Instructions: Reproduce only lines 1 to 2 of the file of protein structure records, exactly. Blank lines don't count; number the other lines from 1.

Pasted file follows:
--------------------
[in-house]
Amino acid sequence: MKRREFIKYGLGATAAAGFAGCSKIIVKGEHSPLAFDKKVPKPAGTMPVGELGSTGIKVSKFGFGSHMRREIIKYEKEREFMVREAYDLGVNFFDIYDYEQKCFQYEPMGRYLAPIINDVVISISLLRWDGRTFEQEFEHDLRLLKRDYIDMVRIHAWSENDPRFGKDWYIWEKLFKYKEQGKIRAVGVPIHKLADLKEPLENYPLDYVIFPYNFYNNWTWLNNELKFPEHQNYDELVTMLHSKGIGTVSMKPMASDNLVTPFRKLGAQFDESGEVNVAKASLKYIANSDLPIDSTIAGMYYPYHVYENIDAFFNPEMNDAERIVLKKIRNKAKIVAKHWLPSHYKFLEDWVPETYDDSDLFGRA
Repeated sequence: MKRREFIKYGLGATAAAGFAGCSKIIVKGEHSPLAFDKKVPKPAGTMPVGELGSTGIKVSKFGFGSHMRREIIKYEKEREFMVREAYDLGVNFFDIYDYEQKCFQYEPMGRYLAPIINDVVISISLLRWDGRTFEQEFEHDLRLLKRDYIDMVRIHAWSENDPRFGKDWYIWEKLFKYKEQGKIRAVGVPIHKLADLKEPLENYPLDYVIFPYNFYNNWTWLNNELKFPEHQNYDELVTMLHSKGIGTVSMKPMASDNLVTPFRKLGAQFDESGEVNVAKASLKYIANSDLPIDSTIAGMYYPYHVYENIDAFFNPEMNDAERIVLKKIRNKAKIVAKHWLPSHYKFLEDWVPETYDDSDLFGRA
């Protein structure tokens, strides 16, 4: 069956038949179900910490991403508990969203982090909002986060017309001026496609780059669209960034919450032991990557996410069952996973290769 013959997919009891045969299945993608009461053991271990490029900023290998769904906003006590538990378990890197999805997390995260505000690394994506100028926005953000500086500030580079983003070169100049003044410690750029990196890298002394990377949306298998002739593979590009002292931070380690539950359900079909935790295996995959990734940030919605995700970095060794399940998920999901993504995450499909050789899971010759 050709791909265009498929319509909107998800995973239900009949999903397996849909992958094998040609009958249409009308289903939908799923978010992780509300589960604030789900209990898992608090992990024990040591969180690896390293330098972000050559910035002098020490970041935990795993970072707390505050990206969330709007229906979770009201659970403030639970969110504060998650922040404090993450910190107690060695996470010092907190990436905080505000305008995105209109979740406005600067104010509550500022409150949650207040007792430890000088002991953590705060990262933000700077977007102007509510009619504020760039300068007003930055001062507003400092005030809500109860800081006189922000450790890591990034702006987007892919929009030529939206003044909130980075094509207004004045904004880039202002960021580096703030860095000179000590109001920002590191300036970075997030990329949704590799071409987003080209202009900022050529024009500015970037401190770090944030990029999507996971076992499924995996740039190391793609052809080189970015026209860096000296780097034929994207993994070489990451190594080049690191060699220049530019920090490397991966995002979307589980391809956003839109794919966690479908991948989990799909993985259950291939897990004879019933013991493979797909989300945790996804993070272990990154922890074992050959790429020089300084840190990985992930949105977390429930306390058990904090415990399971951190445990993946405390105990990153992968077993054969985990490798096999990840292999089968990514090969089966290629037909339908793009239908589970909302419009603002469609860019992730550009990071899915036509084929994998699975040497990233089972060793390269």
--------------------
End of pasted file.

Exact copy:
[in-house]
Amino acid sequence: MKRREFIKYGLGATAAAGFAGCSKIIVKGEHSPLAFDKKVPKPAGTMPVGELGSTGIKVSKFGFGSHMRREIIKYEKEREFMVREAYDLGVNFFDIYDYEQKCFQYEPMGRYLAPIINDVVISISLLRWDGRTFEQEFEHDLRLLKRDYIDMVRIHAWSENDPRFGKDWYIWEKLFKYKEQGKIRAVGVPIHKLADLKEPLENYPLDYVIFPYNFYNNWTWLNNELKFPEHQNYDELVTMLHSKGIGTVSMKPMASDNLVTPFRKLGAQFDESGEVNVAKASLKYIANSDLPIDSTIAGMYYPYHVYENIDAFFNPEMNDAERIVLKKIRNKAKIVAKHWLPSHYKFLEDWVPETYDDSDLFGRA